During the COVID-19 pandemic, the Government put in place a significant number of measures to support businesses, including those in the Corporate Insolvency and Governance Act, aimed at protecting businesses during the pandemic, providing much-needed respite for struggling companies. Those protections and safeguarding measures have now largely gone, leaving many businesses still exposed to the economic headwinds, which is where pre-pack administrations can play a part.

Key considerations

There are a number of important questions to ask and considerations to be made when exploring the option of pre-pack administrations.

  • While ‘pre-packs’ allow you to ‘drop’ your debt at the point at which the company enters administration, allowing the business to continue trading without those liabilities, it does not remove the pressures that continue to face businesses, such as rising interest rates and energy bills. While you may be able to remove the historical arrears that have been saddling the business, you still have to ensure that you have sufficient means to meet any liabilities in the future, such as the general costs of running a business. As such, carefully consider what these may be moving forward.
  • Focus on customer contracts. Following a ‘pre-pack’, these could be terminable and in any event, will need to be assigned or novated to the new company, so it’s important to consider customer relationships and whether they would support the new business following administration.
  • The same can be said for suppliers. Think carefully about key supplier relationships and the likely impact of a ‘pre-pack’ on them, in terms of outstanding liabilities.
  • It’s extremely likely that the ‘new’ business will need to explore lending options moving forward, so it’s important to look at your current banking and lender relationships as well. Quite often, lenders will not support a business post-pre-pack, particularly if they’ve been left exposed. As such, in many cases, businesses will need to secure new banking facilities elsewhere.
  • It’s important to consider your employee position, before embarking on a pre-pack administration. Typically, in the event of a ‘pre-pack’, all staff will TUPE across to the new business, but ensure you seek professional advice about dealing with employment issues as part of the process.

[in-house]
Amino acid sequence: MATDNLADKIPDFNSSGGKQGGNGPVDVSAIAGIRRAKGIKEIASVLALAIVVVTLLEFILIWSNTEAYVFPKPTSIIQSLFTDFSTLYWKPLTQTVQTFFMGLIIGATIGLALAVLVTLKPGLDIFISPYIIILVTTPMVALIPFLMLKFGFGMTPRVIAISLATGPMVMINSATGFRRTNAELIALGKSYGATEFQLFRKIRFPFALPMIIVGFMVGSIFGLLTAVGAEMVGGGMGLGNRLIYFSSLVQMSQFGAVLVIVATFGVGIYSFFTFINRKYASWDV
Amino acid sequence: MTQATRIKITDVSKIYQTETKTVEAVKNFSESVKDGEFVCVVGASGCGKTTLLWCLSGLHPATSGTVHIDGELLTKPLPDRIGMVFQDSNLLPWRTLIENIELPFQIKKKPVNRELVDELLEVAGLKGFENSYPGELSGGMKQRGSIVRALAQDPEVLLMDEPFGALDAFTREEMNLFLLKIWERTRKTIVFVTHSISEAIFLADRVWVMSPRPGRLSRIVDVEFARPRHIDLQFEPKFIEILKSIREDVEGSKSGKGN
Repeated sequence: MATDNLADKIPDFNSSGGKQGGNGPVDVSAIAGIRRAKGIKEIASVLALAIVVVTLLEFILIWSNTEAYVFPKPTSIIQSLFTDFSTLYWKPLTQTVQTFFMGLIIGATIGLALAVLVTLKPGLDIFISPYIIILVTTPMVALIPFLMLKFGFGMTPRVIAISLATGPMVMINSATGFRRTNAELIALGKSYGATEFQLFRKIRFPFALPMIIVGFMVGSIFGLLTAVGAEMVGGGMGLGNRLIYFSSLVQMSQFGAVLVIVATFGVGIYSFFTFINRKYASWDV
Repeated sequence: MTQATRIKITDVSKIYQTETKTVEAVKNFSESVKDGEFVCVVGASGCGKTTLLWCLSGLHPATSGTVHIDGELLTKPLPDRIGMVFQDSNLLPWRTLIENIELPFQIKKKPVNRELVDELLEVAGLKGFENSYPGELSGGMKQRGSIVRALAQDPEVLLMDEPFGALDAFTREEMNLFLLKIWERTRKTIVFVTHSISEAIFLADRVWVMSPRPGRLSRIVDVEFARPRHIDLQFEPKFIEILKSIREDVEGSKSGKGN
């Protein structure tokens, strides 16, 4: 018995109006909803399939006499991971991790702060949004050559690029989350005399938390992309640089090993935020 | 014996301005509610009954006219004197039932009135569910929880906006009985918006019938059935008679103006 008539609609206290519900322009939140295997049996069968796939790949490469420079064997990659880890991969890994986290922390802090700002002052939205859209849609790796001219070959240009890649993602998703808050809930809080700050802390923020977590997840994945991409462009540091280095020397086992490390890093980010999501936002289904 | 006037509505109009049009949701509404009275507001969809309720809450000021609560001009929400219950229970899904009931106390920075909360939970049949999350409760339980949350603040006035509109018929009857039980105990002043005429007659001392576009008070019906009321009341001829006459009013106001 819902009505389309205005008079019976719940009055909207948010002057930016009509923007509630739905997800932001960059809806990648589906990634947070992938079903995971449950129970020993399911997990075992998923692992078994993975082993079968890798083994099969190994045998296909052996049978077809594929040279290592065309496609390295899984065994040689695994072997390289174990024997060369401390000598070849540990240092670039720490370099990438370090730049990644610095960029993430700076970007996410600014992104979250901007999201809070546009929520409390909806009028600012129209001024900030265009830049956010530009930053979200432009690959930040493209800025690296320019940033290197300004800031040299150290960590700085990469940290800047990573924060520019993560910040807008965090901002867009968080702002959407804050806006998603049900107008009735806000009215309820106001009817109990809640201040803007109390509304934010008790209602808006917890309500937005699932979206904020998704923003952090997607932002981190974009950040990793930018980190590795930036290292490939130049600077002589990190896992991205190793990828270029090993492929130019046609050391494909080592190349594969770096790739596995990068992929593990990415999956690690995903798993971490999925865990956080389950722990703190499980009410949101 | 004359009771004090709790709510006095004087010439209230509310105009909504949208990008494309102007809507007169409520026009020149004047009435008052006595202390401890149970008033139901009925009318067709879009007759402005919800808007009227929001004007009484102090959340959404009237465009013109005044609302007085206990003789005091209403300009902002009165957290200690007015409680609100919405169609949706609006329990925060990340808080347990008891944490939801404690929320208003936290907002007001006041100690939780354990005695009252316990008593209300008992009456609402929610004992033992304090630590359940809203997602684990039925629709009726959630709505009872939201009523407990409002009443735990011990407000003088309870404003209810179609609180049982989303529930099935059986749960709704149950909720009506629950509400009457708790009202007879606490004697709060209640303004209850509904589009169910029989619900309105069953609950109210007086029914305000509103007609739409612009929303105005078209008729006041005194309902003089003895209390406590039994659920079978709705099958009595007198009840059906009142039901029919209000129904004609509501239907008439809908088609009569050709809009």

• As a business, if you rely on equipment that you’ve rented as part of a hire purchase agreement for example, it’s essential to note that those terms and conditions will be with the old company that’s going into administration, so thought needs to be given to future arrangements.
  • Property must also be taken in account – are you in leased premises? Again, those terms will be held with the old company and will potentially need to be renegotiated.
  • The vital thing to remember throughout the process is that nothing is free. In order to buy the business out of administration you will need to pay the administrators for the assets that are being transferred. In an insolvency scenario, it may well be the case that the price of the business will be lower than if you were buying it solvently on the open market, but it still needs to be funded. In addition, it’s important to note that administrators are not obliged to sell to the previous owners. In the event that a competitor gets involved in the bidding process, the price may be driven up.

Pre-pack administrations have a valid part to play in securing the long-term future of businesses, but there is a lot to consider before going down the route of a ‘pre-pack’. Now is the time to go through your options, taking into account the future economic outlook. With interest rates and energy bills still creating significant ongoing liabilities for companies, which will not necessarily be taken away by a pre-pack administration, it may pay to wait for the waters to calm before embarking on your ‘pre-pack’ journey.

If you’d like to discuss the blog in more detail, contact me on  (0) 7920 237687 or email daniel.clarke@pannonecorporate.com